Shelter access studied
A study for the Greater Victoria Coalition to End Homelessness led by a Simon Fraser University master’s student has found that a disproportionate number of people chronically staying in Victoria’s emergency shelters are seniors.
Hannah Rabinovitch conducted the longitudinal study on emergency shelter use patterns in Victoria under the MITACS Accelerate Program, in partnership with the Centre for Addictions Research at the University of Victoria. The SFU public policy master’s student examined data collected between April 2010 and May 2014.
The study tracked 4,332 individuals and examined nearly 46,000 shelter records. More than 85 percent of users accessed shelters for short periods, meaning only once or twice – findings that point to the need for affordable housing and preventative measures, according to the study.
Another 13.6 percent accessed the shelters five times over the four years with average stays of 30 days. The remaining 1.5 percent, many of them seniors, had stayed four to five times with average stays of six months.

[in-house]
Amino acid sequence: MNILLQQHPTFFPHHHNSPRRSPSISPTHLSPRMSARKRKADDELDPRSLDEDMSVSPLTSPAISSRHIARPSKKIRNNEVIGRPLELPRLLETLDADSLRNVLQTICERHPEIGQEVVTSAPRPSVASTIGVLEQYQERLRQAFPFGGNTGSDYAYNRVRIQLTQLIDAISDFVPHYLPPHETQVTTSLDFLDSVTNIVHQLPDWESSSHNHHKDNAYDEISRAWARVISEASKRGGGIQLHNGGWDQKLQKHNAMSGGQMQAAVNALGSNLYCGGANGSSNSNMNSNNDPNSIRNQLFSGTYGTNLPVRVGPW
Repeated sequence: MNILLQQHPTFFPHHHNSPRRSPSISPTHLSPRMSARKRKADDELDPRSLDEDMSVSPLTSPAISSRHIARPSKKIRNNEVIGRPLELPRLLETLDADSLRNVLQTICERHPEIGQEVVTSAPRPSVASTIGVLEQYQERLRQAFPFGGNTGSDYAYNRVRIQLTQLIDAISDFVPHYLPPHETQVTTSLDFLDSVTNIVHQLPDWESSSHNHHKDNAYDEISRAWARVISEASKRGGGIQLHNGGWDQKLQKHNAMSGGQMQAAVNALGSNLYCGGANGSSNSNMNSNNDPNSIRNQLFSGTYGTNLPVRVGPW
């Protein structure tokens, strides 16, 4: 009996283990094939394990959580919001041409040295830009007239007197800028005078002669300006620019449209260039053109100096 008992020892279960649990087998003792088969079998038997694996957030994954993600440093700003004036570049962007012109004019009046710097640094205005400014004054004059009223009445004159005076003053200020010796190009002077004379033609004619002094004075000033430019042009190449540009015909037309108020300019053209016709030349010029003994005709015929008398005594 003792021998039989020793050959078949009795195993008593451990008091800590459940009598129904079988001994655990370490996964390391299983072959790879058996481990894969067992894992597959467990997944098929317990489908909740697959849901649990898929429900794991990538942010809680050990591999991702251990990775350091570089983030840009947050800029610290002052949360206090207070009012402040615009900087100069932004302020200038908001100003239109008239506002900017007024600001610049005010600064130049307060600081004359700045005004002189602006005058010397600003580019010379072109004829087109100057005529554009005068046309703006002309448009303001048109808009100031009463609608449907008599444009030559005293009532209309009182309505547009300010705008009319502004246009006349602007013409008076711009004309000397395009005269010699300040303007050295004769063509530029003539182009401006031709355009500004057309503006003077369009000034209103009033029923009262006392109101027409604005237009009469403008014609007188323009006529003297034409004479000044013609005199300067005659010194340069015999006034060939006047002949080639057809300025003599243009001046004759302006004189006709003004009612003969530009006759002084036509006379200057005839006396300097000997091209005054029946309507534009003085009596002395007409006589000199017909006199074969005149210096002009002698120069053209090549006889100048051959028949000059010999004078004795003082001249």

As a former emergency shelter worker in Victoria, Rabinovitch, now a Vancouver resident, said she finds these results worrisome but not shocking. “I was stunned by the number of seniors with complex physical and mental health problems regularly seeking refuge in emergency shelters. I kept thinking emergency shelters aren’t supposed to become discharge plans for hospitals that aren’t equipped to keep them long term.”
She said the data also indicates that “women and youth are underrepresented in this study,” meaning their numbers don’t reflect the extent to which they are homeless. “For example, it’s widely known in research that homeless women avoid emergency shelters for fear they’re unsafe and that their children will be apprehended, and because they lack women’s beds.”
Rabinovitch conducted the study under the supervision of Bernie Pauly, a scientist at UVic’s Centre for Addictions Research and associate professor in UVic’s School of Nursing, and Doug McArthur, a professor and director of SFU’s public policy program.
Pauly said it’s important to maintain strategies that address the needs of different groups and make efficient use of resources. “Those experiencing temporary homelessness would benefit from rapid re-housing, more emergency cash assistance and rental subsidies to prevent or quickly address homelessness. Those with re-occurring episodes of homelessness would benefit from programs that combine intensive supports with housing.”